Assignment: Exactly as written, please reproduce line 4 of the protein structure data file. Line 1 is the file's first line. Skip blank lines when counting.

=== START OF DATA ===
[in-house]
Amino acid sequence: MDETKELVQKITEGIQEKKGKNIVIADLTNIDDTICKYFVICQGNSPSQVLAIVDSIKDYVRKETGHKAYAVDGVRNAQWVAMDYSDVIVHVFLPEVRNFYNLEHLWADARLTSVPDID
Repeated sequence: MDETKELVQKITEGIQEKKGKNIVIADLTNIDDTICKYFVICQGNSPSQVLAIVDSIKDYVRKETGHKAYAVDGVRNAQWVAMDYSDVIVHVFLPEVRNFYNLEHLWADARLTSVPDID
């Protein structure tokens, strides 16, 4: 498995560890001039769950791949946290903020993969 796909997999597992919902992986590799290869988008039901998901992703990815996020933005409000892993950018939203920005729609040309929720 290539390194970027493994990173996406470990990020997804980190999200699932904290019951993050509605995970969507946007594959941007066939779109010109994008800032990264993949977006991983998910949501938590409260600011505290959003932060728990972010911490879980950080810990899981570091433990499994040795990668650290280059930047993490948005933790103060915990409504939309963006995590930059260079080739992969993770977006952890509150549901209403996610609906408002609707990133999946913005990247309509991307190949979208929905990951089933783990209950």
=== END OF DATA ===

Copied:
């Protein structure tokens, strides 16, 4: 498995560890001039769950791949946290903020993969 796909997999597992919902992986590799290869988008039901998901992703990815996020933005409000892993950018939203920005729609040309929720 290539390194970027493994990173996406470990990020997804980190999200699932904290019951993050509605995970969507946007594959941007066939779109010109994008800032990264993949977006991983998910949501938590409260600011505290959003932060728990972010911490879980950080810990899981570091433990499994040795990668650290280059930047993490948005933790103060915990409504939309963006995590930059260079080739992969993770977006952890509150549901209403996610609906408002609707990133999946913005990247309509991307190949979208929905990951089933783990209950």